Hawaii State Legislature Attempts to Fix Charter School Law With More Laws-Both Charter Bills to be Heard at Legislative Hearings Do Not Fix Hawaii's Education Problems, Only Make Them Worse

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“Laura Brown Image”

Following a critical January 2003 Hawaii State Audit, “New Century Charter School Allocation Project — FY02-03”, the state Legislature introduced dozens of charter school bills in an attempt to fix Hawaii’s existing flawed law.


Only two bills, SB 1700 and HB 1091, survived the first round of the legislative session.

However, according to an informal analysis by a U.S. Department of Education charter school official, the proposed legislation does not improve the current law, and may open Hawaii to lawsuits and further legal and education woes.

The stated intent of SB 1700 is to create a new charter school funding mechanism, but on a closer look, the bill appears to be a legislative attempt to create a separate charter school district, and as a result, establish another full-blown bureaucracy that include a 9-member board. That board, according to the bills, would act as fiscal agent for all charter schools.

The Senate Education Committee report, SB 1700 Senate Draft 1 SSCR503, makes the following amendments:

*Deletes per pupil amounts in statute;

*Bases charter school request on projected enrollment using average per pupil costs reported in the DOE annual consolidated financial report;

*Includes all categories of funding, basing special ed funding on a per pupil weighted count formula;

*Establishes a 9-member board and Executive Director to consult with the Board;

”Problems with these amendments include:”

*Funding for new charters appears to be narrower than for conversion schools;

*Does the new charter school commission have status as a Local Education Agency? If not, how will the Department of Education, which has ultimate responsibility, hold them accountable?

*The bills place the new State Association of Charter Schools into statute, creating a monopoly and giving preference to one organization that does not represent all charter school interests;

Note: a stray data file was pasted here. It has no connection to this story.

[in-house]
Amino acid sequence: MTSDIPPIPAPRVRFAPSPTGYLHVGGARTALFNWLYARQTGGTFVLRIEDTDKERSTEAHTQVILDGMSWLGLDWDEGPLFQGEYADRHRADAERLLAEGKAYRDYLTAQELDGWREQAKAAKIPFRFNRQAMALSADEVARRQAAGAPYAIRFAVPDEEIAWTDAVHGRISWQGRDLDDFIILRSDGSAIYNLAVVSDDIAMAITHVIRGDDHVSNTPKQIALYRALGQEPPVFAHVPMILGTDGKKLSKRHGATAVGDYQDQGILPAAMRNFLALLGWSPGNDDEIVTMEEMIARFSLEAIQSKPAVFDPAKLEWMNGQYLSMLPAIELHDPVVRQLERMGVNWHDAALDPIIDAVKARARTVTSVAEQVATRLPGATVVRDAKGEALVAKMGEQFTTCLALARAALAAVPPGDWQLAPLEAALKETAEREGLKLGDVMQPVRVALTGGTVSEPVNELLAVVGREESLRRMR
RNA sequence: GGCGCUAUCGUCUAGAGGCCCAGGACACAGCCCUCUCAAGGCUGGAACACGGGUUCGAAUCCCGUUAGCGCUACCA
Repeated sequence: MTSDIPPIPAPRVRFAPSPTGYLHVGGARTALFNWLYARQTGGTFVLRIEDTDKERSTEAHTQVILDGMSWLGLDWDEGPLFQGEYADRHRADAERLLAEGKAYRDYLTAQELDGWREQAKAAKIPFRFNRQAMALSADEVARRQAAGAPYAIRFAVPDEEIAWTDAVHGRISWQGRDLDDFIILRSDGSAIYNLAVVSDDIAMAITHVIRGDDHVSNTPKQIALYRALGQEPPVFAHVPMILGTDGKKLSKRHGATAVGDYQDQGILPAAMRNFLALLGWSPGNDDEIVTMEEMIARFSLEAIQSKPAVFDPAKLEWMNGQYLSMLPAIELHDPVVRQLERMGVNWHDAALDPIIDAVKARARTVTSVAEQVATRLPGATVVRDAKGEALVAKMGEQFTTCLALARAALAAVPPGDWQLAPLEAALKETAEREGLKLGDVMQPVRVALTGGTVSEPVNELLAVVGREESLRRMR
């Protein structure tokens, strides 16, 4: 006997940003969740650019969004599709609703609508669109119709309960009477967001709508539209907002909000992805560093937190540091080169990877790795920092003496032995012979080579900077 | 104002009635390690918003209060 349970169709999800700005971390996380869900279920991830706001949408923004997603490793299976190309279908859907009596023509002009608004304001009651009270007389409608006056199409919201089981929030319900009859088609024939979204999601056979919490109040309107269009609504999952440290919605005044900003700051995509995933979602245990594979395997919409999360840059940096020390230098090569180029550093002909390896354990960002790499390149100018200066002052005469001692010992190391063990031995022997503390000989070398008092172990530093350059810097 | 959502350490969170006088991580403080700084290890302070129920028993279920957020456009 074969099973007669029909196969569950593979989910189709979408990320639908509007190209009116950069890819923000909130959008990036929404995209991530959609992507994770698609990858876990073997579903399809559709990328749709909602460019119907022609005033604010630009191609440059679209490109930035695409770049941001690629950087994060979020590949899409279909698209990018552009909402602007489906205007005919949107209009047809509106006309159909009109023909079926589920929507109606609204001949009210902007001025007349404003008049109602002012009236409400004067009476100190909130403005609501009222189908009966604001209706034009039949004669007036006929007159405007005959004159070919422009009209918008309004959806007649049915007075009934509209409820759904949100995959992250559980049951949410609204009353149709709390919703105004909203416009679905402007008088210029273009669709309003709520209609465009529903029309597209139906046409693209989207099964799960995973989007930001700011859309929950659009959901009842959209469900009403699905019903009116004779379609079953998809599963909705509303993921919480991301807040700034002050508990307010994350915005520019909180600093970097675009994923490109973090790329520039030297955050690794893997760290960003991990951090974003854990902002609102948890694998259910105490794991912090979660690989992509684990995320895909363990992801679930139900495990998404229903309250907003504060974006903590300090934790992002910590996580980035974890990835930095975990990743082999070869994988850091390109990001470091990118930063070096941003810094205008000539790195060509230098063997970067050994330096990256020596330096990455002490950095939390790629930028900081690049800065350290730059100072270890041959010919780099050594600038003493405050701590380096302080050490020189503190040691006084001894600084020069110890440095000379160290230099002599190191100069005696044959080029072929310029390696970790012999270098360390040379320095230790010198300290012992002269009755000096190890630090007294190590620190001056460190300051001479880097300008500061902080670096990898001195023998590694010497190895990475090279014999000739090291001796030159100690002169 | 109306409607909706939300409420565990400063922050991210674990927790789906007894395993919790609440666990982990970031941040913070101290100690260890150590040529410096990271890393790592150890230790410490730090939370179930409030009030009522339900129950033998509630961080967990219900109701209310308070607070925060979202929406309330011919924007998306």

*State Association of Charter Schools would duplicate budgetary responsibilities of the Department of Education;

*The bills repeal current language that states “federal financial support for New Century Charter Schools shall not be less than other public schools;”

*Basing special education funding on a weighted formula would require a careful distinction between state and federal funding, which must be distributed on a straight per capita basis;

*The bills repeal language requiring technical assistance to schools, but how then will the state meet the requirements for technical assistance under No Child Left Behind?

*The legislation allows charter schools to send special education students back to the state, thwarting current IDEA federal law that requires a collaborative effort and IEP team decision to determine placement of a child;

”The state auditor listed 3 main concerns with the existing charter school law that must be addressed by the Legislature:”

*A retroactive provision in Act 262 may require an additional appropriation to the 2001-2002 school year;

*The current law created two methods of allocation — one for new charters and one for conversion charters;

*Involves the state auditor in the allocation process, blurring an executive branch function into the roles and duties of the legislative branch.

Solutions to Hawaii’s charter school problem also include the removal of caps on the number of charter schools allowed, removal of collective bargaining from charter schools, creating multiple authorizers for charter schools, giving authority to the Superintendent, developing measurable goals and allowing for annual public review, legislating equal funding formula for all students, removing Board of Education members from New Century Charter Review Panel and allowing each charter school to become an LEA.

SB 1700 not only does not address these issues, it sets the effective date at 2054 — a typo indeed, but critics of the Legislature and state education system say the date may represent a foreshadowing given the long standing inability of the Legislature to get good law written.

”’Laura Brown is the education reporter for HawaiiReporter.com and can be reached via email at”’ mailto:LauraBrown@hawaii.rr.com